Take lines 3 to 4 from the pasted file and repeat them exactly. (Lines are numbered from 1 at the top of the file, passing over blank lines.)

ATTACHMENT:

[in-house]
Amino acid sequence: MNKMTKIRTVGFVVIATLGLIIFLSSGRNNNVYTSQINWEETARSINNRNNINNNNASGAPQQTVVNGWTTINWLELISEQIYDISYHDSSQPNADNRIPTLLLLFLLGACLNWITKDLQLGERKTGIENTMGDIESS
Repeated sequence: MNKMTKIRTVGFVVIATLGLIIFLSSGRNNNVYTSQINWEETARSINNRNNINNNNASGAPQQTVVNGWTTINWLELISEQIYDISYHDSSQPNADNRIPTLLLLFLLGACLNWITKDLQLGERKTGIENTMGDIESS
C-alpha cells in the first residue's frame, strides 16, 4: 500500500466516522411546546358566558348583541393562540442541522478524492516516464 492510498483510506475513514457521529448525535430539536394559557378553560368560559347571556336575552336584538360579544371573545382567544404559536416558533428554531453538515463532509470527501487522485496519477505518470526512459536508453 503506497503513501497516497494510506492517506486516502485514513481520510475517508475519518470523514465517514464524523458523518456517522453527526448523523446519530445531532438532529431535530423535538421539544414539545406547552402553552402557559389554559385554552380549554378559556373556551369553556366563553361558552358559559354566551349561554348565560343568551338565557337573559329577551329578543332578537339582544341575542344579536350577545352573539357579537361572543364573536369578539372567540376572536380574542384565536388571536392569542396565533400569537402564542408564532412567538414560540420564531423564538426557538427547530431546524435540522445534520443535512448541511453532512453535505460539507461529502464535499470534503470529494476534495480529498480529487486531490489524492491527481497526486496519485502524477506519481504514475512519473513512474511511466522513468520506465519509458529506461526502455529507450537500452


Repeated sequence: MNKMTKIRTVGFVVIATLGLIIFLSSGRNNNVYTSQINWEETARSINNRNNINNNNASGAPQQTVVNGWTTINWLELISEQIYDISYHDSSQPNADNRIPTLLLLFLLGACLNWITKDLQLGERKTGIENTMGDIESS
C-alpha cells in the first residue's frame, strides 16, 4: 500500500466516522411546546358566558348583541393562540442541522478524492516516464 492510498483510506475513514457521529448525535430539536394559557378553560368560559347571556336575552336584538360579544371573545382567544404559536416558533428554531453538515463532509470527501487522485496519477505518470526512459536508453 503506497503513501497516497494510506492517506486516502485514513481520510475517508475519518470523514465517514464524523458523518456517522453527526448523523446519530445531532438532529431535530423535538421539544414539545406547552402553552402557559389554559385554552380549554378559556373556551369553556366563553361558552358559559354566551349561554348565560343568551338565557337573559329577551329578543332578537339582544341575542344579536350577545352573539357579537361572543364573536369578539372567540376572536380574542384565536388571536392569542396565533400569537402564542408564532412567538414560540420564531423564538426557538427547530431546524435540522445534520443535512448541511453532512453535505460539507461529502464535499470534503470529494476534495480529498480529487486531490489524492491527481497526486496519485502524477506519481504514475512519473513512474511511466522513468520506465519509458529506461526502455529507450537500452